12V ACCU Automotive vs 12V DC – What is the difference?
This “rhetorical” at a first glance question has a deeper meaning…
Today you will learn:
…Why fails some exactly 12V DC rated lighting devices, e.g.: LED Strips, when are used on 12V DC Car Accumulator installation?
We need to start much far away… What is Voltage? How to measure it?
Can I Touch It? Is it Dangerous?
Unfortunately, Yes! It is Dangerous!
Fortunately, The Safe Upper Voltage limit as a standard is 36V DC! So Any Voltages under that value are accepted as safe to be touched direct with human skin – it resistance varies from 10k – for wet and sweated skin – over to 10MOhms when is “rude” and dry, Typically 100K – to a few Mohms.
Let’s accept the Lower Resistance value – 10K:
The Dangerous Current Upper Limits: for flowing Alternate Current – AC is 10 mA versus 50mA made by a Direct Current – DC.
So, The AC is 5 times Dangerous than DC. For currents flowing through the human’s body, over these two Limits, is coming a real Danger of the Electric Shock.
The Muscles are contracting, and the human can escape from himself lock…
So, if we accept the sweat and wet human skin as 10KOhms Resistance – if we apply it as load over the Voltage Source with 12VDC output, the flowing current, between source and load will be: I = U/R from The OHM’s Law – or 12 V / 10000 Ohms is equal to 0.0012A or 1.2mA – the current is small to be dangerous for skin, but not so acceptable for the hearth. Fortunately, when we use the typical value of human skin’s resistance -100KOhms is fill-in the last equation, the current slows to ten times less 1.2mA – or 120 microamps., which is more small and unproblematic.
Now, we already know, the 12V DC is low enough and safe voltage to be touched without some special wears or protective gloves.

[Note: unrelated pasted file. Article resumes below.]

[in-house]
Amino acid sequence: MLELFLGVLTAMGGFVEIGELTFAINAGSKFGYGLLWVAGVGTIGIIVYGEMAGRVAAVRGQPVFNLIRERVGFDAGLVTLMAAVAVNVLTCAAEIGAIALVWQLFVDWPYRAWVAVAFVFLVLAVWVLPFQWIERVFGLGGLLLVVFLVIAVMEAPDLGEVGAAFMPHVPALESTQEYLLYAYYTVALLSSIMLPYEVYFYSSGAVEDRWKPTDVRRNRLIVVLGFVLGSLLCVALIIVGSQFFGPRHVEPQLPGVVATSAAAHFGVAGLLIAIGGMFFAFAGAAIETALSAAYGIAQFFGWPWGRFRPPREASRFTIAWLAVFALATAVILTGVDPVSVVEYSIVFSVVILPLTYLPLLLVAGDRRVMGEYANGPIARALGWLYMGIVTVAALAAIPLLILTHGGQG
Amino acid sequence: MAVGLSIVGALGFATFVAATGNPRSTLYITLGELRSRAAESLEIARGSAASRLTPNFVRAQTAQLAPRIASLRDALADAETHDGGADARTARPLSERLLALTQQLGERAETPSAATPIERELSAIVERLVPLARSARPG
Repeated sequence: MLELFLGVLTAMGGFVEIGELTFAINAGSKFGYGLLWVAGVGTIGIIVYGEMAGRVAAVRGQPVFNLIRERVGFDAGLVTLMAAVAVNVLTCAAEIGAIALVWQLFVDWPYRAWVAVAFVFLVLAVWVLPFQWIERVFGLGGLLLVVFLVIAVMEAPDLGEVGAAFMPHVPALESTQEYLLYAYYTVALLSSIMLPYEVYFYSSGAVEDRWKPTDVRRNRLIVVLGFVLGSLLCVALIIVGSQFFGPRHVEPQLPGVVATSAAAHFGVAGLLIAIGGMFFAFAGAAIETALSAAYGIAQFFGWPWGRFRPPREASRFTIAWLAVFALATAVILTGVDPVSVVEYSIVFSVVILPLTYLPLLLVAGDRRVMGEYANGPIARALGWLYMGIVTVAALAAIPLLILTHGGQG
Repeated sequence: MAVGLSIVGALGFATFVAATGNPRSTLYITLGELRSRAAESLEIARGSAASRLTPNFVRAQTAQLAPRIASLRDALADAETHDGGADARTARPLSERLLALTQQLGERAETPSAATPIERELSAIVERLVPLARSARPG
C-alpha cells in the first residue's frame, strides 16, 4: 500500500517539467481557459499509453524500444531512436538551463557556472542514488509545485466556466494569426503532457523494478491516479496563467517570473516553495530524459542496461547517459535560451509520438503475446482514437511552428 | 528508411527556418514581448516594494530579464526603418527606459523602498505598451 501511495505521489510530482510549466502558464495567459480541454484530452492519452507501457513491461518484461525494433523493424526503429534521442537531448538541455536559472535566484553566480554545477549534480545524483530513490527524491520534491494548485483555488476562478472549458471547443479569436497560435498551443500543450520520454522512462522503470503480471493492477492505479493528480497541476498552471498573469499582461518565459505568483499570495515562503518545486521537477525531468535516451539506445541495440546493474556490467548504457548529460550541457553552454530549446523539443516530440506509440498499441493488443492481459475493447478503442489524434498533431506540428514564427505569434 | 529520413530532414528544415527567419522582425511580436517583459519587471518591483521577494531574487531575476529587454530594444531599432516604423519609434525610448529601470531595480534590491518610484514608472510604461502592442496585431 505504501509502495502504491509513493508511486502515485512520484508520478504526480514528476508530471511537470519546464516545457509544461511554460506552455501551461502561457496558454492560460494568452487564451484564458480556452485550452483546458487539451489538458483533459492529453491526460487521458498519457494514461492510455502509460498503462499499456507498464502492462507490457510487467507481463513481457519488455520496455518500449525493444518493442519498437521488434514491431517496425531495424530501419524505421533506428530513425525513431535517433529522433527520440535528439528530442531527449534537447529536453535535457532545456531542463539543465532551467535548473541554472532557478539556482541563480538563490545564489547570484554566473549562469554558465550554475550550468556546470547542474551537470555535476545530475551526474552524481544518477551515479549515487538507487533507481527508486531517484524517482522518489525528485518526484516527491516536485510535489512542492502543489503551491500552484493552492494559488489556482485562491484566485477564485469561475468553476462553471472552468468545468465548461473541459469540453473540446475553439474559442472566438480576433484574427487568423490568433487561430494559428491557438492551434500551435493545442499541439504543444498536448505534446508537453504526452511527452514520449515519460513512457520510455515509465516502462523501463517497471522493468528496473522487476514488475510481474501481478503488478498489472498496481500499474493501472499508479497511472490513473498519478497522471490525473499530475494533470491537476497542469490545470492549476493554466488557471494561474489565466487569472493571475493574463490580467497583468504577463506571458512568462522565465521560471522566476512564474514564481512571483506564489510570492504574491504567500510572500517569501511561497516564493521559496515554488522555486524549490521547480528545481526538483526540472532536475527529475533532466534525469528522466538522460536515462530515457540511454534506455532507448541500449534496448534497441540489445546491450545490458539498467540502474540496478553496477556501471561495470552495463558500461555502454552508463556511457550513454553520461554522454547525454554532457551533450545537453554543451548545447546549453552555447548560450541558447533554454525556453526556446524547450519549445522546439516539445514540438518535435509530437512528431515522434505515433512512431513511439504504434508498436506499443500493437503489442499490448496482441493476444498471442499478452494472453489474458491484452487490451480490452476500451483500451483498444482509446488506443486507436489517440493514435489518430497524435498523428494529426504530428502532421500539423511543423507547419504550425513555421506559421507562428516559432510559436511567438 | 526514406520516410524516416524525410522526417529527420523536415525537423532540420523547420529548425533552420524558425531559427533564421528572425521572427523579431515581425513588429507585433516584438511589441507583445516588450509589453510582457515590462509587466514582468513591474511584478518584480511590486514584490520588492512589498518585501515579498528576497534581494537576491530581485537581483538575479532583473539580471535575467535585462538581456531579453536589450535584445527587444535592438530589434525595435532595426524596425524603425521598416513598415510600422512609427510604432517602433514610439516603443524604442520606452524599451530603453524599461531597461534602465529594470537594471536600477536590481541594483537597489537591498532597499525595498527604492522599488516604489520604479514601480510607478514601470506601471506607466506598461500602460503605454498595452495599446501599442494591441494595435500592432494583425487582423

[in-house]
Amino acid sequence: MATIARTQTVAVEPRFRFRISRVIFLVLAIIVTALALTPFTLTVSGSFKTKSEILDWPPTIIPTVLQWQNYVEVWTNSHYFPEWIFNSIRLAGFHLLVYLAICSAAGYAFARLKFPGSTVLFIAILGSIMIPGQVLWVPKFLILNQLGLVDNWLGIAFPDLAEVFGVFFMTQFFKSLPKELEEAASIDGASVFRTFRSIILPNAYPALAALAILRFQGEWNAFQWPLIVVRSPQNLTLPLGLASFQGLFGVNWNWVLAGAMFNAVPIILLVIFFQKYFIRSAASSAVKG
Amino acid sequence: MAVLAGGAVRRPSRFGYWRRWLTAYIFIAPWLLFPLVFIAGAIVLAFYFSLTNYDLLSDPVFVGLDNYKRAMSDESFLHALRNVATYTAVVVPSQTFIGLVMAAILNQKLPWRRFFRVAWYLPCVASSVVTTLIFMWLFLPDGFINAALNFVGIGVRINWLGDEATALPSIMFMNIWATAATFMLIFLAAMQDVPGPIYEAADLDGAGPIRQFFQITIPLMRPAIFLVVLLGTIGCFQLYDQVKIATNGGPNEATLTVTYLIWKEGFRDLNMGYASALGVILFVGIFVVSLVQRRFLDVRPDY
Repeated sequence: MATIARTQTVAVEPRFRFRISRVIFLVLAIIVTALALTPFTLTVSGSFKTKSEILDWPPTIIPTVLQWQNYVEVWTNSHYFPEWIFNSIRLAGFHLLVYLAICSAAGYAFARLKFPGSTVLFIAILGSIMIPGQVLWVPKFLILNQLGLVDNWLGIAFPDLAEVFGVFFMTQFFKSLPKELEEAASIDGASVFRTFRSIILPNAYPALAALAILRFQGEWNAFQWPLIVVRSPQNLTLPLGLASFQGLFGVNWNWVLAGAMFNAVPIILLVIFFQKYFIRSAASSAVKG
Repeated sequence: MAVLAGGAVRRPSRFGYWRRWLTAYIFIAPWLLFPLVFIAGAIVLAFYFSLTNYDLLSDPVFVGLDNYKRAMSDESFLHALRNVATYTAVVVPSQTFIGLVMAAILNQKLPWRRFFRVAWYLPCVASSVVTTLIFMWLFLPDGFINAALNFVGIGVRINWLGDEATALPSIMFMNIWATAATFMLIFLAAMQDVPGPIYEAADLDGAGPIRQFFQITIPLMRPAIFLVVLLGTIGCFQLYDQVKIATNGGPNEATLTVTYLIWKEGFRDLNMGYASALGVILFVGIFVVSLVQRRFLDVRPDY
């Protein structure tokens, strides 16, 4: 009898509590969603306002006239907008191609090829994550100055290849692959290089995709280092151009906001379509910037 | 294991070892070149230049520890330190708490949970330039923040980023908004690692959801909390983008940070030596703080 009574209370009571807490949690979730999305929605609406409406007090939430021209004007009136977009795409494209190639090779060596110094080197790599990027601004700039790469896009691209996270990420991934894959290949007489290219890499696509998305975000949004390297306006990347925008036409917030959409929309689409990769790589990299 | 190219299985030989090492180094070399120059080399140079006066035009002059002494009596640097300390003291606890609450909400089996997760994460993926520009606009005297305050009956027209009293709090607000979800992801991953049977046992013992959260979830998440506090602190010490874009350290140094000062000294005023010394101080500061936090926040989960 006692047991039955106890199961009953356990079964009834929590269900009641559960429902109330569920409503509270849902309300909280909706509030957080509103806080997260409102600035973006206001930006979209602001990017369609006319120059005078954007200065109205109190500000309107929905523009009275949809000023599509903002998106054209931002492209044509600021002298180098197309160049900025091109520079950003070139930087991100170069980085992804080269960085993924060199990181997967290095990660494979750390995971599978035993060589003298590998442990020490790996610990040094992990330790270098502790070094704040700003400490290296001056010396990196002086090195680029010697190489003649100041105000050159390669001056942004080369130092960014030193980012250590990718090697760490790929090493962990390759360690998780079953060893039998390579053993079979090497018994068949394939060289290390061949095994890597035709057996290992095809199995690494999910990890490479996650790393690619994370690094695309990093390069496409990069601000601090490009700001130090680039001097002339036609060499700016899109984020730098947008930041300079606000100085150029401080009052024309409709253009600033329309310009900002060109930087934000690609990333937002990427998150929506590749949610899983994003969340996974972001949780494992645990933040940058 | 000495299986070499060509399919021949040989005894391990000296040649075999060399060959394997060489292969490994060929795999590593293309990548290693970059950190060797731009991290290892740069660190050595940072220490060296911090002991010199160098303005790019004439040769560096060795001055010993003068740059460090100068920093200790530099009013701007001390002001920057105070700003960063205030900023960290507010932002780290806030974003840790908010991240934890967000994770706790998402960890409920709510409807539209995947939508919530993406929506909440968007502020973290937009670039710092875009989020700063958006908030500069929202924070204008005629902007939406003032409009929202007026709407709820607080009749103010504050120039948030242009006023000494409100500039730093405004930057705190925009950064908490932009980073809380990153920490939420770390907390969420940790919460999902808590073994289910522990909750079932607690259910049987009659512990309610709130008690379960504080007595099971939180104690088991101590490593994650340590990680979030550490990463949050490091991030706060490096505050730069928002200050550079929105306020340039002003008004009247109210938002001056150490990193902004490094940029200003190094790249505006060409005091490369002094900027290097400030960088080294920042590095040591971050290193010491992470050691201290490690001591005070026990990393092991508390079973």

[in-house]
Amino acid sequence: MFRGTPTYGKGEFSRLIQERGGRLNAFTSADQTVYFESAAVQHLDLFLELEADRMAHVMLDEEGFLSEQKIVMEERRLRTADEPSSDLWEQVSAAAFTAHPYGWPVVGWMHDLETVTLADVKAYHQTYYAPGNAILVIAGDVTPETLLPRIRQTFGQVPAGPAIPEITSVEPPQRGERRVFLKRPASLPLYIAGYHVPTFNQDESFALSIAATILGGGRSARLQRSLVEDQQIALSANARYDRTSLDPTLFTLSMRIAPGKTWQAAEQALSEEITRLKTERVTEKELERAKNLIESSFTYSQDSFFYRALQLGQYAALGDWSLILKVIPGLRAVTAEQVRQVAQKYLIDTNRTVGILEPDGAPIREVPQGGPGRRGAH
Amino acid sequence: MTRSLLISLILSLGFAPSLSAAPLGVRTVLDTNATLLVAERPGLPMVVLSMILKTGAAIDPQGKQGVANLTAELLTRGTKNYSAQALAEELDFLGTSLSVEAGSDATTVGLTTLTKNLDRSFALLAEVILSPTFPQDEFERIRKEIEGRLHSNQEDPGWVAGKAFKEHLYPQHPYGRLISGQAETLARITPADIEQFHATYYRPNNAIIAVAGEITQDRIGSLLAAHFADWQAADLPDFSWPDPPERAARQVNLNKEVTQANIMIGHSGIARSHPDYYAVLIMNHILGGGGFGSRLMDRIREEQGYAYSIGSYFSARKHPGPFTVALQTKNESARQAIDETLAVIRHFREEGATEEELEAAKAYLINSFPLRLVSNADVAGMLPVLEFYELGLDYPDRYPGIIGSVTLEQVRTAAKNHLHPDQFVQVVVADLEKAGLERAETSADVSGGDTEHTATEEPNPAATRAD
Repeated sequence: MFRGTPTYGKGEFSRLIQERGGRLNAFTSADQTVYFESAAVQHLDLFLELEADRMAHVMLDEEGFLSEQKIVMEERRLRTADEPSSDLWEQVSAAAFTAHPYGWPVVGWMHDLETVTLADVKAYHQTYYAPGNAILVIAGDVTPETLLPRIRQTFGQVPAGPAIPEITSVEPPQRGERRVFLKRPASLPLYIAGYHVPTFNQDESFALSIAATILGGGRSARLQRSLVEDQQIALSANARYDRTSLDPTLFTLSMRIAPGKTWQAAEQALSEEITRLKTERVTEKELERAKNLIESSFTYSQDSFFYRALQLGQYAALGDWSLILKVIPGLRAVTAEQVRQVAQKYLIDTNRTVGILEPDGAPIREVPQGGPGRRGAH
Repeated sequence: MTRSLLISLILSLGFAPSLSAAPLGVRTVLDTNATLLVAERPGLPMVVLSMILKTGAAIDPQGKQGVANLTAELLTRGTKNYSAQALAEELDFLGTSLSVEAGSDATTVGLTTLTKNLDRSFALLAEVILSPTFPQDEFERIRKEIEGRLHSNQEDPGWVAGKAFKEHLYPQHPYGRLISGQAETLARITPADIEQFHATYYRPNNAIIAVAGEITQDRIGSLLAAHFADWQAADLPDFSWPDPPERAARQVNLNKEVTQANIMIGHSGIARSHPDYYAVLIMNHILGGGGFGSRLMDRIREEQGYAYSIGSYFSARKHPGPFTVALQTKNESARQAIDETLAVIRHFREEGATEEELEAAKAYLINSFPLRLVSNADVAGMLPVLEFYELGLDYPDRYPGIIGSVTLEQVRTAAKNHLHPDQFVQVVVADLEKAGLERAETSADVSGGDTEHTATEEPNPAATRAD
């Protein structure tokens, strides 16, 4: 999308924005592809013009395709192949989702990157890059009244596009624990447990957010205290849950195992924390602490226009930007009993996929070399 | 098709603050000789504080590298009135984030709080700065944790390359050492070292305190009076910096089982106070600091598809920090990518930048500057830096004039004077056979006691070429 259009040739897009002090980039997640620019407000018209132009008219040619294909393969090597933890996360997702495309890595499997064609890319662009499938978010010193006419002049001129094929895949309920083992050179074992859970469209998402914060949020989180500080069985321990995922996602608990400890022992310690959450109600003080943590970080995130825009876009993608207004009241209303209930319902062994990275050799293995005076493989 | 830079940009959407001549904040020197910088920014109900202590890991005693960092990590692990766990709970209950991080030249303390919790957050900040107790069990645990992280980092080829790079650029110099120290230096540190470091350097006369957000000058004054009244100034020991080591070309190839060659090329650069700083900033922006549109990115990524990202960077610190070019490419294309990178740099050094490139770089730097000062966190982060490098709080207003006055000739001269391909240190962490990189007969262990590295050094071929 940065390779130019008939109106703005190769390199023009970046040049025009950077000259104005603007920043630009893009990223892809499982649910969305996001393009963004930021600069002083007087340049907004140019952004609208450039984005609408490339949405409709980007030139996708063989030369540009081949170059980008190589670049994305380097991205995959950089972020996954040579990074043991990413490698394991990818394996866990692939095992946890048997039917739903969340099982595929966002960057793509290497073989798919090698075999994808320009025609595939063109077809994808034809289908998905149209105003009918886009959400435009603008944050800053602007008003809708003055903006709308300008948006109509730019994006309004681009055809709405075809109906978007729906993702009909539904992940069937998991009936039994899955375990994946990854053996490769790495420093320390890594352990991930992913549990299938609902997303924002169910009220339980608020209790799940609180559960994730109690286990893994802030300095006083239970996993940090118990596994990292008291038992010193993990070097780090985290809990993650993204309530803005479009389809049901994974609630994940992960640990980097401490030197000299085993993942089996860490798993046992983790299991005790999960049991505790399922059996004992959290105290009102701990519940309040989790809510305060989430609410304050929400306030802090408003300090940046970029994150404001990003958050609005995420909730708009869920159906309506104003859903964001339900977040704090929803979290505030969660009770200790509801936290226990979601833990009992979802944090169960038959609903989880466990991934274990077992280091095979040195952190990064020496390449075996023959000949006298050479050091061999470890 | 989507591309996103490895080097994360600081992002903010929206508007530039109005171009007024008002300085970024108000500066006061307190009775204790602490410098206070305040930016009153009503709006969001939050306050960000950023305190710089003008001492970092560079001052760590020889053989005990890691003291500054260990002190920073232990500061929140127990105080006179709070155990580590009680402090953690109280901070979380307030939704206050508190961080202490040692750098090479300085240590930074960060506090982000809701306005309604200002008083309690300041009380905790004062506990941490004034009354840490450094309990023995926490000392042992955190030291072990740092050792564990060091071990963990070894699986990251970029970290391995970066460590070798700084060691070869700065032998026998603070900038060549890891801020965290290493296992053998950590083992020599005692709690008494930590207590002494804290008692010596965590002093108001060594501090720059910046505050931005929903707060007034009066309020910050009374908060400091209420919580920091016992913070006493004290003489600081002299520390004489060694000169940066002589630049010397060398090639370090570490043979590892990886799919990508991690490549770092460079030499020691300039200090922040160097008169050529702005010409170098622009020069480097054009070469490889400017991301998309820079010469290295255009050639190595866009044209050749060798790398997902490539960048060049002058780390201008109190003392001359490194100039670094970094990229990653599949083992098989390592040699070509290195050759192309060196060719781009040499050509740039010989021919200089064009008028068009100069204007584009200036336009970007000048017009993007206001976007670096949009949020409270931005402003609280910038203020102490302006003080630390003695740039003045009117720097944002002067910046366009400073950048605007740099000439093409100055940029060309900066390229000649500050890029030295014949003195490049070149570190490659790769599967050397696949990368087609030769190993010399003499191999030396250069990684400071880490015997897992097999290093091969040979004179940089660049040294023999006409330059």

Automotive parts and Car electronics has rated and are certified for work in whole Lead-Acid Accumulator’s allowable voltage range.
The lower limit of complete discharged Lead-Acid Accumulator – with an absolute low limit of 10.8Volts – Over a Load, causes the flowing of a few ampers discharge current – not the Engine Starter DC Motor with Load Current of 300Amps and Over!
The Upper Limit has also an interesting Value. At the moment we will stay it as a “secret”. It will be quoted later, in the text below.
Now, we reach to the essence of the question:
12V ACCU Automotive versus 12V DC – What is the difference?
Мany people will say: what a stupidity: Of course, the 12 volts equals to the 12 volts.
But, this is only true at one point of the load line of the lead-acid accumulator.
PIC. 1 Example 12V Lead Acid Accumulator Load Line
Each charge and discharge cycle forces the operating point to move along the load line, which is generally not straight but the exponent.
So the thin difference between them is: The 12V DC Automotive Rated Devices have guaranteed working Range of 10.8V for complete discharged Accu to 14.4V for fully charged Accu.
That’s why when any hobbyists use the only 12V DC rated, e.g. LED Tape for fine tuning of the interior lights, he will soon realize, the tape starts light unevenly.